Written by: Tim Edison

Updated: November 2, 2023

What’s the Difference Between Cider and Wine?

The obvious answer that one is made from apples, while the other is made of grapes.

While that’s true, it’s only one of many differences between the two. There’s also the fact that, while it isn’t very common, you can also make wine out of apples, too.

For the sake of clarity, we’re generally going to ignore non-alcoholic cider and non-alcoholic wine, as they could be an entire subject for another day.

Let's get into it!

The Differences Between Cider And Wine

Besides, usually being made with two different fruits, there are other key differences to mention. 

The Fermentation Process

The fermentation process for both cider and wine is pretty similar, despite many different ingredients being used exclusively for each. However, that doesn’t mean that the fermentation process is exactly the same. For example, the process for wine takes a lot longer, which can result in different alcohol contents and more, which we’ve covered in more detail below.

Cider and Wine Types

This is another one of the more obvious differences, but it’s worth mentioning anyway. Cider typically comes in two forms, cider, and hard cider, while a wine comes in three, red, white and rosé. The only difference in the two ciders is the fact that hard cider goes through the fermentation process, so it has an alcohol content.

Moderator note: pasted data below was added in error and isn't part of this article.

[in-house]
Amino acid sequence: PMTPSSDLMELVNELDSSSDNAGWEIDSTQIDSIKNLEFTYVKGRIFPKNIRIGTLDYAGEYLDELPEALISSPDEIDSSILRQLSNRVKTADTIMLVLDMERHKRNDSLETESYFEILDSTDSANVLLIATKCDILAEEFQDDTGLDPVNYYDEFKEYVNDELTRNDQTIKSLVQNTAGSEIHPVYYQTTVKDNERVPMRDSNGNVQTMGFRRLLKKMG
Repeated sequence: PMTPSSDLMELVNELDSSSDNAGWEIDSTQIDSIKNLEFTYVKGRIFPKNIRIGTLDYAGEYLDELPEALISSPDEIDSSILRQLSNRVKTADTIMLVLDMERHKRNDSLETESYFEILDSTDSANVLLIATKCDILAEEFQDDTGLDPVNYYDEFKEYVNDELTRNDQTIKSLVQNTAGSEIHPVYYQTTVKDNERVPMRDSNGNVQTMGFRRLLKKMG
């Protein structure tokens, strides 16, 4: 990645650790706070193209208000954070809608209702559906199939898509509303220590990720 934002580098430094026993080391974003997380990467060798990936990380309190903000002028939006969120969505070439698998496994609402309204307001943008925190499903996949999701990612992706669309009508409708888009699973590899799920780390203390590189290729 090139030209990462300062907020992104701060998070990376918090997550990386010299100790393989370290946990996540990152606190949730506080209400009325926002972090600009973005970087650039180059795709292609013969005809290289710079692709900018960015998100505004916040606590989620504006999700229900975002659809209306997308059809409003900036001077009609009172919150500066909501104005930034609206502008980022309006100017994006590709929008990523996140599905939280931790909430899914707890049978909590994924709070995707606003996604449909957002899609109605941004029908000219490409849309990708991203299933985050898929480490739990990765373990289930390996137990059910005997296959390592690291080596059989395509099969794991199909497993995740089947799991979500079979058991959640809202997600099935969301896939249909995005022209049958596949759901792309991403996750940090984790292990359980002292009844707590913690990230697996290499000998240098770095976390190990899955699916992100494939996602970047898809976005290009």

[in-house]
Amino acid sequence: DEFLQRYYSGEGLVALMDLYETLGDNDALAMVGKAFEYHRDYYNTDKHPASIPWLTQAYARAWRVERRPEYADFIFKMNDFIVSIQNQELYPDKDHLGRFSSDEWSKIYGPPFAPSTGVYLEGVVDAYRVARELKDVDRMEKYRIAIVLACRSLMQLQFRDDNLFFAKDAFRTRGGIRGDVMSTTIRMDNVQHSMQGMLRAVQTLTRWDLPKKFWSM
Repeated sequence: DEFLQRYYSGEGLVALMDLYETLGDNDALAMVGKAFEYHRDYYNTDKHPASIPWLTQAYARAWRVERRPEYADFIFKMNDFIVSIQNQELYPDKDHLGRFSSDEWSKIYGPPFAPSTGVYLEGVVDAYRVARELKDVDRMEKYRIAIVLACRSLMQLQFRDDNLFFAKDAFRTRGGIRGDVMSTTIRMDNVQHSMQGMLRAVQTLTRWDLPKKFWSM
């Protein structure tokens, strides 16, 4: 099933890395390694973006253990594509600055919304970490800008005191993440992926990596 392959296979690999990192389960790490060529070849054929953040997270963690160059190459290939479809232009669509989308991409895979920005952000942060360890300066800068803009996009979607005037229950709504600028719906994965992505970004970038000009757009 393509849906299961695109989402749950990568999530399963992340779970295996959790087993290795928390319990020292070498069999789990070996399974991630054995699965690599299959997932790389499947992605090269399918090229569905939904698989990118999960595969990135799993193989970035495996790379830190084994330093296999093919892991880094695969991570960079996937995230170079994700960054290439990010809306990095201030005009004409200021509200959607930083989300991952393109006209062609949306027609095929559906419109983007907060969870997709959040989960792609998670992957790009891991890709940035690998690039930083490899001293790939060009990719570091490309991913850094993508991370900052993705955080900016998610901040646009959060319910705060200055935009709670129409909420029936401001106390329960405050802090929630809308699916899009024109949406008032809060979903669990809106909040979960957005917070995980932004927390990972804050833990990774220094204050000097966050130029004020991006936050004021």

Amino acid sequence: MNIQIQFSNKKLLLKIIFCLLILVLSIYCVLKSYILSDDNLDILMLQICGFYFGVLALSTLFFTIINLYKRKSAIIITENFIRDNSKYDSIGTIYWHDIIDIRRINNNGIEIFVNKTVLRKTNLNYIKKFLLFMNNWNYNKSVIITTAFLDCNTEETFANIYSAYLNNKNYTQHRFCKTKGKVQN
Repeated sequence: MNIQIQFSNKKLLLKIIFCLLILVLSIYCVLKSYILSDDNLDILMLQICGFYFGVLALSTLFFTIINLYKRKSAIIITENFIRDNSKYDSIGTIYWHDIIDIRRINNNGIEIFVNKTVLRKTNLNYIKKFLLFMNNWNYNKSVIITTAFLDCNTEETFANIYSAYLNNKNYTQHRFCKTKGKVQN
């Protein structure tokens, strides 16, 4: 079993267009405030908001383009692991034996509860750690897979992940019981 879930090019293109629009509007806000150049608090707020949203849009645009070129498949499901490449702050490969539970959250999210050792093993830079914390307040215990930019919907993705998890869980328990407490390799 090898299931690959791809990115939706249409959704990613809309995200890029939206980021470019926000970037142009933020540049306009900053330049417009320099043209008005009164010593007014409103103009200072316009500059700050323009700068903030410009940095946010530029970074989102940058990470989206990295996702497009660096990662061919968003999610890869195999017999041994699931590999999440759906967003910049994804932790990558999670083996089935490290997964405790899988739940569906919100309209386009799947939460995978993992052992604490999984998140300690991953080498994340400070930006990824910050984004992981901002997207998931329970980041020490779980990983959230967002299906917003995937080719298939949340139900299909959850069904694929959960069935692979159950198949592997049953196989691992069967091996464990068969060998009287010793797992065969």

No matter the type, all wines go through the fermentation process, so they all have an alcohol content. This leads us perfectly into our next difference, which is:

Alcohol Content

Obviously, this doesn’t affect non-alcoholic cider, so we’re going to leave that aside. That, being said, though, there is a major difference in alcohol content between Cider and Wine. Cider usually has an alcohol content of between 3% and 8%, depending on the distiller, etc.

Wine, on the other hand, is typically more alcoholic than cider, no matter which type of wine it is. Depending on the distiller, wines alcohol content normally ranges between 9% and 12%, meaning that almost every wine is at least slightly more alcoholic than cider.

Obviously, you might find either cider or wine outside of those ranges, but generally speaking, they tend to stay in that range. Because of that, you won’t regularly be finding an average cider that has more alcohol than average wine. According to some reports, in many countries, cider isn’t legally considered a cider unless it’s within that particular range, which is why you won’t generally find it outside of that.

Sugar Content

This is one of the few differences between cider and wine that people might find a little bit surprising. It’s also one of the core differences that is a direct result of the difference in fermentation between the two. Because of its shorter fermentation time, cider normally has higher sugar content. The normal range for sugar content for cider is between 6% and 15%.